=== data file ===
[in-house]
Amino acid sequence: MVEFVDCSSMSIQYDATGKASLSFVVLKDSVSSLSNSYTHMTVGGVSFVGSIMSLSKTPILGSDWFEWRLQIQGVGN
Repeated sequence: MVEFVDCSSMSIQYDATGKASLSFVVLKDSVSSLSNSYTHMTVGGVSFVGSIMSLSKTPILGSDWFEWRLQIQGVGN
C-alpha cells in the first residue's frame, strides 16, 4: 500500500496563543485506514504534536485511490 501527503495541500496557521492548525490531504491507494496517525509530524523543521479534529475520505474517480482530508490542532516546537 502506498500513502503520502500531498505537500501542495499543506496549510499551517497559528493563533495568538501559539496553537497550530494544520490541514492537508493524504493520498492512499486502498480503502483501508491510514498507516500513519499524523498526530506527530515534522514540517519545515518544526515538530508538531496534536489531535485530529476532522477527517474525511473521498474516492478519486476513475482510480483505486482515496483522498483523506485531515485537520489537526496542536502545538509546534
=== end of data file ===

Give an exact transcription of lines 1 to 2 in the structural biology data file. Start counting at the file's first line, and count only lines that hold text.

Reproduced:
[in-house]
Amino acid sequence: MVEFVDCSSMSIQYDATGKASLSFVVLKDSVSSLSNSYTHMTVGGVSFVGSIMSLSKTPILGSDWFEWRLQIQGVGN